Harvard Park, a small, dense neighborhood with an eponymous recreation space at its heart, has its roots in the second wave of suburbanization that swept the city during the population boom of the 1920s.
In contrast to the late 1800s and early 1900s, when L.A.’s suburbs had primarily been developed as idyllic oases for the well-heeled, later developers built street after street of tidy Craftsman bungalows, priced to sell to the city’s large and growing industrial workforce.
Much of South Los Angeles, which had previously been a semi-rural expanse of gently rolling plains, was transformed almost overnight into an enormous working-class suburb.
The familiar grid of boulevards and avenues appeared, upon which rode a great circulating fleet of trolleys — the Los Angeles Railway Yellow Cars — that carried workaday Angelenos to their factory, refinery and warehouse jobs, and home again.
In the northwest corner of the neighborhood, a small industrial district sprang up along the tracks of the Harbor Subdivision rail line, which ferried goods to and from the twin ports of San Pedro and Long Beach, connecting Harvard Park directly to the national rail network.
For decades, a plentiful supply of nearby blue-collar jobs ensured that the neighborhood remained economically vibrant. In the years following World War II, L.A.’s industrial base peaked and then began a decline that would devastate its working-class neighborhoods, many of which had become home to a thriving African American middle class.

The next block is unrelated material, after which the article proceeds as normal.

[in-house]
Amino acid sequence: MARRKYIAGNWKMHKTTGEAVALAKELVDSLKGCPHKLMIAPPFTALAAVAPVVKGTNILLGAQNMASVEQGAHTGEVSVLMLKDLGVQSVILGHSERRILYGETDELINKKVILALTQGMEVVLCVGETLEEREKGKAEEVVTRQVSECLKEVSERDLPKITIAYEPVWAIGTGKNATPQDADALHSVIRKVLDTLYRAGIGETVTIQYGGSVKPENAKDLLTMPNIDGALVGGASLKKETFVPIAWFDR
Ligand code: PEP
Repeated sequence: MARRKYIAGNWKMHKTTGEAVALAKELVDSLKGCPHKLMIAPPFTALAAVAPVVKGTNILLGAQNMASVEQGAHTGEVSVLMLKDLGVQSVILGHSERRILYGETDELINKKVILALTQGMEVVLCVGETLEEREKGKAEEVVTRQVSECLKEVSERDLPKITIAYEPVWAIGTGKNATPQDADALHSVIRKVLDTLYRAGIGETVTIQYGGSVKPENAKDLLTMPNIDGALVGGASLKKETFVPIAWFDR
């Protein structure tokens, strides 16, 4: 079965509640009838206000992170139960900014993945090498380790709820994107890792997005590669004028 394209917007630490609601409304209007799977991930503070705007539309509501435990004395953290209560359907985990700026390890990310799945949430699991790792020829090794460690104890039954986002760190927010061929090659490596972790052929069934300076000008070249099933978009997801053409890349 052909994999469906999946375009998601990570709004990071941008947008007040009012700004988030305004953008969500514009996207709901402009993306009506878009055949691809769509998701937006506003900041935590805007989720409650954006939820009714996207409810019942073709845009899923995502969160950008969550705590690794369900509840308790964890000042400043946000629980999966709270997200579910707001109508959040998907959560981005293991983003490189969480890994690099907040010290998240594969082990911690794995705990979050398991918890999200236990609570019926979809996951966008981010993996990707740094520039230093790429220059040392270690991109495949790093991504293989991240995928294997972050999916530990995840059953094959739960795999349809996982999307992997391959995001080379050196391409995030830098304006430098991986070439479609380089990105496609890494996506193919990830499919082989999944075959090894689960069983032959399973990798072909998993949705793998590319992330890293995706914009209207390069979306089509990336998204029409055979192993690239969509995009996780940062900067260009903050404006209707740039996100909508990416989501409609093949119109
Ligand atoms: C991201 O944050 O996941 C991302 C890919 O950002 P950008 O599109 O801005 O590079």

As one factory closed after another, the residents of Harvard Park found themselves marooned in an economic desert and left to fend for themselves in a post-industrial landscape marked by high unemployment, poverty and crime.
These untenable conditions would contribute to decades of intermittent social unrest, including the 1992 L.A. riots, which began in the southeast corner of Harvard Park, at the intersection of Florence and Normandie avenues.
Today, Harvard Park still struggles with widespread unemployment and lack of economic opportunity, and the resulting high crime rate.
In recent years, Los Angeles has provided upgrades to the park, including a skate park and playground, and three years ago City Councilman Marqueece Harris-Dawson launched an annual neighborhood job fair in an effort to bring employment opportunities to Harvard Park residents.
Harvard Park: The park that gave the neighborhood its name was a launching ground for baseball stars Darryl Strawberry and Eric Davis, and a fresh set of upgrades has ensured it will remain central to residents’ lives.
Affordable home prices: Asking prices for Harvard Park’s cozy Craftsman bungalows often dip below $400,000, making it a great place for bargain hunters.
Public safety: Although the number of homicides in Harvard Park is down year over year, the neighborhood consistently ranks among the most violent in the city.
During his time selling homes in Harvard Park, Jaime Lopez said the neighborhood’s demographics have remained consistent: families and young people.
“They’re attracted to the number of homes available for less than half a million, and many people stay here for a long time,” Lopez said.
He added that Harvard Park’s rows and rows of 1920s homes make for a dense neighborhood, but the park itself, along with a smattering of Mexican restaurants and burger joints, offers room to spread out.
“If you’re willing to get cozy, you can find a home here for under $350,000,” Lopez said. “But if you’re looking for a little more space, $600,000 can get you 2,000 square feet.”
In the 90047 ZIP Code, based on 15 sales, the median sales price for single-family homes in September was $435,000, up 1.8% year over year, according to CoreLogic.
Public schools around Harvard Park include Seventy-Fourth Street Elementary, which scored 847 on the 2013 Academic Performance Index, and Western Avenue Elementary, which scored 764.
Budlong Avenue Elementary School and John Muir Middle School are also in the area. They scored 724 and 687, respectively.